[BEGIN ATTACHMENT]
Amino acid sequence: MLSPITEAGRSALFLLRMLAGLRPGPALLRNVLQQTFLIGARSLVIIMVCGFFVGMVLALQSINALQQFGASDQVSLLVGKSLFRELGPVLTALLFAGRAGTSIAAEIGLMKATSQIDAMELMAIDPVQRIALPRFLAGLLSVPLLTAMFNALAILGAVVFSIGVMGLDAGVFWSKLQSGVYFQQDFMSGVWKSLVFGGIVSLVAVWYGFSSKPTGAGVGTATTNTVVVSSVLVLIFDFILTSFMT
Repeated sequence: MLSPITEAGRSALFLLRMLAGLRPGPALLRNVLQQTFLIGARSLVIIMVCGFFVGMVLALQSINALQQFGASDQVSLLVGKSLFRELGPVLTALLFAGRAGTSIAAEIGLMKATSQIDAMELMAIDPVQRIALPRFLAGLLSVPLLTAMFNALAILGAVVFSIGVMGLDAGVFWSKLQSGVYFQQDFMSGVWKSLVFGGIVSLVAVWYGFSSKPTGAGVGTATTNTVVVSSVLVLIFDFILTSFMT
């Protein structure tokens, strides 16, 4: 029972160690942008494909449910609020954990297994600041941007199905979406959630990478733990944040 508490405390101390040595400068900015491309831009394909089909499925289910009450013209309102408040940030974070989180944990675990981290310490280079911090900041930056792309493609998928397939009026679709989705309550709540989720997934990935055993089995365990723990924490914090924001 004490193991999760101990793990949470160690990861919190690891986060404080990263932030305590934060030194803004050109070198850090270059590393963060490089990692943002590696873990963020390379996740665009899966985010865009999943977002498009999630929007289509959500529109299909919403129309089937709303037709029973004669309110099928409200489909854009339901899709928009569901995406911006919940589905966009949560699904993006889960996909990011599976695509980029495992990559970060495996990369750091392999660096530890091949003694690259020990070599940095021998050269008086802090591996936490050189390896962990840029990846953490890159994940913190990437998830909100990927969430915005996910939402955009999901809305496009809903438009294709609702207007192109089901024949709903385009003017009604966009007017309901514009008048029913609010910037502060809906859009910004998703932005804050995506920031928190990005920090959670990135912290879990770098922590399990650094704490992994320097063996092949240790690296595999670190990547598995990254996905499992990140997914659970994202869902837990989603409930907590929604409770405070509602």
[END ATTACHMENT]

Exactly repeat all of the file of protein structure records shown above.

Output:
Amino acid sequence: MLSPITEAGRSALFLLRMLAGLRPGPALLRNVLQQTFLIGARSLVIIMVCGFFVGMVLALQSINALQQFGASDQVSLLVGKSLFRELGPVLTALLFAGRAGTSIAAEIGLMKATSQIDAMELMAIDPVQRIALPRFLAGLLSVPLLTAMFNALAILGAVVFSIGVMGLDAGVFWSKLQSGVYFQQDFMSGVWKSLVFGGIVSLVAVWYGFSSKPTGAGVGTATTNTVVVSSVLVLIFDFILTSFMT
Repeated sequence: MLSPITEAGRSALFLLRMLAGLRPGPALLRNVLQQTFLIGARSLVIIMVCGFFVGMVLALQSINALQQFGASDQVSLLVGKSLFRELGPVLTALLFAGRAGTSIAAEIGLMKATSQIDAMELMAIDPVQRIALPRFLAGLLSVPLLTAMFNALAILGAVVFSIGVMGLDAGVFWSKLQSGVYFQQDFMSGVWKSLVFGGIVSLVAVWYGFSSKPTGAGVGTATTNTVVVSSVLVLIFDFILTSFMT
């Protein structure tokens, strides 16, 4: 029972160690942008494909449910609020954990297994600041941007199905979406959630990478733990944040 508490405390101390040595400068900015491309831009394909089909499925289910009450013209309102408040940030974070989180944990675990981290310490280079911090900041930056792309493609998928397939009026679709989705309550709540989720997934990935055993089995365990723990924490914090924001 004490193991999760101990793990949470160690990861919190690891986060404080990263932030305590934060030194803004050109070198850090270059590393963060490089990692943002590696873990963020390379996740665009899966985010865009999943977002498009999630929007289509959500529109299909919403129309089937709303037709029973004669309110099928409200489909854009339901899709928009569901995406911006919940589905966009949560699904993006889960996909990011599976695509980029495992990559970060495996990369750091392999660096530890091949003694690259020990070599940095021998050269008086802090591996936490050189390896962990840029990846953490890159994940913190990437998830909100990927969430915005996910939402955009999901809305496009809903438009294709609702207007192109089901024949709903385009003017009604966009007017309901514009008048029913609010910037502060809906859009910004998703932005804050995506920031928190990005920090959670990135912290879990770098922590399990650094704490992994320097063996092949240790690296595999670190990547598995990254996905499992990140997914659970994202869902837990989603409930907590929604409770405070509602």